Accessories - **1/2
If you're expecting anything like one of their MM figures in this category, think again. These are not intended as true action figures, and as such, there's only a few additional pieces.

There is a second left hand with an open palm, an easy swap with the fist he comes wearing. It lights up as well.

There's the additional right thigh, which is sculpted in a standing pose. You pop off the lower leg, pop off the bent thigh, pop on the straight thigh, and finally put the only lower leg back on again. It works well enough, and allows for two dynamic poses.

There's also the round base, which can be used with either leg pose. To support the flying pose, there's a clear rod that attachs at the crotch. It works well, and looks great.

When you swap to the other thigh, you can attach two supports to the feet, and then attach these to the carved ring in the base. This gives the standing pose additional support.

That's it - it boils down to an extra hand, an extra thigh, and the base. There's a reason the price is lower.

Light Feature - ***1/2
It doesn't matter what version of the Iron Man suit they're doing - it better light up. As usual, his eyes, chest and both palms are illuminated with bright LED's.

A chunk of the armor in back pops off, and the battery pack and switch are inside. It's a bit of a pain in the butt to remove the armor every time you want to flip the switch - it should have been available somewhere on the surface.

Value - **
Remember when an average Hot Toys sixth scale figure cost around $150 - $175? Shouldn't be too hard to remember, since it was only a year ago. Now you're paying that for what amounts to a slightly posable statue. While the paint work is superior to the average Kotobukiya job, the overall quality just doesn't feel like it justifies the additional $50 - $60.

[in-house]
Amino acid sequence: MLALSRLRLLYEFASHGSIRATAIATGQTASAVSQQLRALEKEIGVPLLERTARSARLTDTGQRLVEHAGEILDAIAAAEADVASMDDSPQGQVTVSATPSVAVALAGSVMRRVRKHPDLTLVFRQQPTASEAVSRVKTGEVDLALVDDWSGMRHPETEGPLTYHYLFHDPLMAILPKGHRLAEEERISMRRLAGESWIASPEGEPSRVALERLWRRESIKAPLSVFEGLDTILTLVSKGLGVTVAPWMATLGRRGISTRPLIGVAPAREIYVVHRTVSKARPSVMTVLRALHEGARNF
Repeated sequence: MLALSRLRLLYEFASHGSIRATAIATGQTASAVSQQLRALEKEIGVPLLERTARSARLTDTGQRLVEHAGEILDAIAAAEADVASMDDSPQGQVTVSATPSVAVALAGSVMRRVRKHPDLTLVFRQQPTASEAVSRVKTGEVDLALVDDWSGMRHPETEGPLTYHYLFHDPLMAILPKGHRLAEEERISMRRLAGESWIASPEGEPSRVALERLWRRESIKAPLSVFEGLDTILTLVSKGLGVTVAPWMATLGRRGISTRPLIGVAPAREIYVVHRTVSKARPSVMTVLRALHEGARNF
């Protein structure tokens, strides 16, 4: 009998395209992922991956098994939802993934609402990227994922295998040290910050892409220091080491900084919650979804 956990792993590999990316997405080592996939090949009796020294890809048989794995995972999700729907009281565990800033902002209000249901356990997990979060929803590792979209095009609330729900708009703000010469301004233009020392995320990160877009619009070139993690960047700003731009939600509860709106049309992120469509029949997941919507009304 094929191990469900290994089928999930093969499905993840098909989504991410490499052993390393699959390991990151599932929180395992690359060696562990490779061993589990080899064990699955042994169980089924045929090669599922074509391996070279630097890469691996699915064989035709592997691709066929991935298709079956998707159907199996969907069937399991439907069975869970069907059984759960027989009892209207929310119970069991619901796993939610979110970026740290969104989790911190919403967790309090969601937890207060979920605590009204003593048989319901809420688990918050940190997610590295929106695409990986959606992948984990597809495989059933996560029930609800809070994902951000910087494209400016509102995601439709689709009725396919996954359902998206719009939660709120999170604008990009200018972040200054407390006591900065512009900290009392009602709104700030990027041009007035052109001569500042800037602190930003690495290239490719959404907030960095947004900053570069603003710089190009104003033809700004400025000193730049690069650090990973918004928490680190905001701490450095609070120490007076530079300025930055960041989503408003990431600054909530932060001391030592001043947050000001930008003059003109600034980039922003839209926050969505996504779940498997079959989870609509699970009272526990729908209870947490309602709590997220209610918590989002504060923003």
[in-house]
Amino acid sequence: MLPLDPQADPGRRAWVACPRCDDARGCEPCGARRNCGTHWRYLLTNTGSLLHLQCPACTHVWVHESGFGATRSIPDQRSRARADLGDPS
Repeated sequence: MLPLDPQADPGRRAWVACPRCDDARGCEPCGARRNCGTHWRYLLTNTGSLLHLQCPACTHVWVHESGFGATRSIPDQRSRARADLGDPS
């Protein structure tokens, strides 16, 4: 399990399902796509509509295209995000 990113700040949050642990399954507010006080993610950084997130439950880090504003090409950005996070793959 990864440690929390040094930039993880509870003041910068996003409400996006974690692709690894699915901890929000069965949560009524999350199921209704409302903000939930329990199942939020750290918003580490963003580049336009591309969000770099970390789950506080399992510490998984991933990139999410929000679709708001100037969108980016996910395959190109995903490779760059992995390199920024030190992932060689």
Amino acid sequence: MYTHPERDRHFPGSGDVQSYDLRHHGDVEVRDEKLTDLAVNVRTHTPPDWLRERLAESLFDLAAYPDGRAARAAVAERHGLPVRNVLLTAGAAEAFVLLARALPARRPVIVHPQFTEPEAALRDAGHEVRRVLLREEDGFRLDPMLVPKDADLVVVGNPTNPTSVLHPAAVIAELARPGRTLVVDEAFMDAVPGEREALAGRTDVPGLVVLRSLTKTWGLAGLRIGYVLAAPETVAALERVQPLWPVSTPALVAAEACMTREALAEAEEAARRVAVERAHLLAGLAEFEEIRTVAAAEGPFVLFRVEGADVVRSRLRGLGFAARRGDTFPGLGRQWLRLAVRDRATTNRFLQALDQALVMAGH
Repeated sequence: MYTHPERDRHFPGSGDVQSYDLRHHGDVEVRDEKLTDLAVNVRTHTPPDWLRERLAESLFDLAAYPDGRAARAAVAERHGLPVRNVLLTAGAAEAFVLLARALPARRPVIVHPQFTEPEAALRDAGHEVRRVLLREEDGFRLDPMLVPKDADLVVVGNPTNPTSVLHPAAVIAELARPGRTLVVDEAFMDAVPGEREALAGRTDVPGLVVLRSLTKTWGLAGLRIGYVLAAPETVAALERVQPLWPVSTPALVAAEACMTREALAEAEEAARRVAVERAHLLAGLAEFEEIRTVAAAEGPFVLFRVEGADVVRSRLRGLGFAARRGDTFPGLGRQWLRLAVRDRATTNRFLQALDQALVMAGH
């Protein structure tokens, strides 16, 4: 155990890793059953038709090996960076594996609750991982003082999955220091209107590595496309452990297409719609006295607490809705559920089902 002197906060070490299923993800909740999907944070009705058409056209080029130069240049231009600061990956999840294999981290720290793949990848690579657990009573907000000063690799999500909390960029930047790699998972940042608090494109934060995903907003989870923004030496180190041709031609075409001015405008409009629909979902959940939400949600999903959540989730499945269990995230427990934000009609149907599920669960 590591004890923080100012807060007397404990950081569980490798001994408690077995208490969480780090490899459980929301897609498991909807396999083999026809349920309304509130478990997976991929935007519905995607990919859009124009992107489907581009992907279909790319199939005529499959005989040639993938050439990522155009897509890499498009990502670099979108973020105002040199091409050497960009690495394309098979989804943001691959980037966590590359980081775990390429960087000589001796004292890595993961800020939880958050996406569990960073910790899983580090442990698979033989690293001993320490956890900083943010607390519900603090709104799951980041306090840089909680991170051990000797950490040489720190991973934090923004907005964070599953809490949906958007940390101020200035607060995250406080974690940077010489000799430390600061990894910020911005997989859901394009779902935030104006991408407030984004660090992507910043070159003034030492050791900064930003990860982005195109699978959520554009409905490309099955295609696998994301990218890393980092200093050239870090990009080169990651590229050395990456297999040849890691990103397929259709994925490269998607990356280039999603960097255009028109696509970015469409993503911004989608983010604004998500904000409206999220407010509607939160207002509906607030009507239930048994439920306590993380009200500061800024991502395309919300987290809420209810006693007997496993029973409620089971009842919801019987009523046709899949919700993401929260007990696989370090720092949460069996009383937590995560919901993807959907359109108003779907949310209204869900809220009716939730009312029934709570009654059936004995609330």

Things to Watch Out For -
When you're swapping the right leg, take some care with the soft rubber armor that hangs down slightly over the hip. It can get trapped in the joint and damaged if you don't slip the leg up under it before snapping it tight.

Overall - ***
This is an interesting idea - produce a lower end product to try to capture that market as well. 

I like this figure - I really do. It's particularly good looking in the flying pose, which sets it apart from other releases. But it doesn't *feel* like a Hot Toys figure...and I think that may end up hurting it.

I'm not sure if the market is really there for something quite like this. The price isn't that low, or the quality that high. Instead, they are both good, but not great, leaving it in a weird limbo.

It's certainly an improvement over a standard Kotobukiya statue, both because of the simple articulattion and the exceptional paint quality. But is it worth another $60?

On the flip side, armored Iron Man versions are running around $80 more than this guy these days - there's not a lot of collectors that can afford that. But are they willing to go for this much more basic version at a mid-range price?

I think this series is best suited for characters like the Red Snapper, where creating one in the MM series is going to be so expensive that it becomes almost prohibitive. If the Power Pose version is the only way to get a particular suit in sixth scale, collectors will be more likely to go for it.

We'll be spending some time on the next Hot Toys Cast on this very subject, but I'd love to hear your thoughts - is the Power Pose series something that works for you?

Score Recap:
Packaging - ***1/2
Sculpting - ***1/2
Paint - ****
Articulation - **1/2
Accessories - **1/2
Light Up Feature - ***1/2
Value - **
Overall - ***

Where to Buy -
Online options include these site sponsors:

- Big Bad Toy Store is at just $155.

- Sideshow is at $165.

- Alter Ego Comics has him for $165.

- Things From Another World is also at $165.

- or you can search ebay for a deal.

Related Links -
The obvious comparison here - that I made more than once - is going to be with Kotobukiya's Iron Man from a few years ago. 

Hot Toys has done plenty of Iron Man items, that's for sure, but one of my favorites is still the original MKII.

And if you're looking for something a bit different, check out the recent 1/4 scale version from NECA.

Discussion:
Want to chat about this review?  Try out one of these terrific forums where I'll be discussing it!

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Power Pose Iron Man MK XLII figure by Hot Toys


This product was provided for the review by the manufacturer. Photos and text by Michael Crawford.